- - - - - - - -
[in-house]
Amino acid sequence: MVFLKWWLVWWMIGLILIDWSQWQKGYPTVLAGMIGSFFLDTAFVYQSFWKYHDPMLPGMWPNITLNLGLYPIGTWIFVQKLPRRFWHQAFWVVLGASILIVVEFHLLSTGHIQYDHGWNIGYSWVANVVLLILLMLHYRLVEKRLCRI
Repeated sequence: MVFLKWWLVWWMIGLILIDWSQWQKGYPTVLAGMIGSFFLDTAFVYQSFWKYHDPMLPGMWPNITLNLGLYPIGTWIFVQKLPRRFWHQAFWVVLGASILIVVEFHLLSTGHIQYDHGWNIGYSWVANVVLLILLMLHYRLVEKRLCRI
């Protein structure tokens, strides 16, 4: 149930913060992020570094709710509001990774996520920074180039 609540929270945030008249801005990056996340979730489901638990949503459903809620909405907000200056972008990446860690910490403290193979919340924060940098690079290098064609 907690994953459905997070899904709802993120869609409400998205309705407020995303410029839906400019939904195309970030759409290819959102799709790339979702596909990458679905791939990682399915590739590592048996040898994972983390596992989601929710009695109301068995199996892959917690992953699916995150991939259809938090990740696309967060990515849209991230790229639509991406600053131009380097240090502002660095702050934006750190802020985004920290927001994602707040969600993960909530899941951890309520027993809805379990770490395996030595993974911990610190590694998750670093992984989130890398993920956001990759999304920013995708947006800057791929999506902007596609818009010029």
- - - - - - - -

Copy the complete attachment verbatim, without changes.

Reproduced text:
[in-house]
Amino acid sequence: MVFLKWWLVWWMIGLILIDWSQWQKGYPTVLAGMIGSFFLDTAFVYQSFWKYHDPMLPGMWPNITLNLGLYPIGTWIFVQKLPRRFWHQAFWVVLGASILIVVEFHLLSTGHIQYDHGWNIGYSWVANVVLLILLMLHYRLVEKRLCRI
Repeated sequence: MVFLKWWLVWWMIGLILIDWSQWQKGYPTVLAGMIGSFFLDTAFVYQSFWKYHDPMLPGMWPNITLNLGLYPIGTWIFVQKLPRRFWHQAFWVVLGASILIVVEFHLLSTGHIQYDHGWNIGYSWVANVVLLILLMLHYRLVEKRLCRI
């Protein structure tokens, strides 16, 4: 149930913060992020570094709710509001990774996520920074180039 609540929270945030008249801005990056996340979730489901638990949503459903809620909405907000200056972008990446860690910490403290193979919340924060940098690079290098064609 907690994953459905997070899904709802993120869609409400998205309705407020995303410029839906400019939904195309970030759409290819959102799709790339979702596909990458679905791939990682399915590739590592048996040898994972983390596992989601929710009695109301068995199996892959917690992953699916995150991939259809938090990740696309967060990515849209991230790229639509991406600053131009380097240090502002660095702050934006750190802020985004920290927001994602707040969600993960909530899941951890309520027993809805379990770490395996030595993974911990610190590694998750670093992984989130890398993920956001990759999304920013995708947006800057791929999506902007596609818009010029």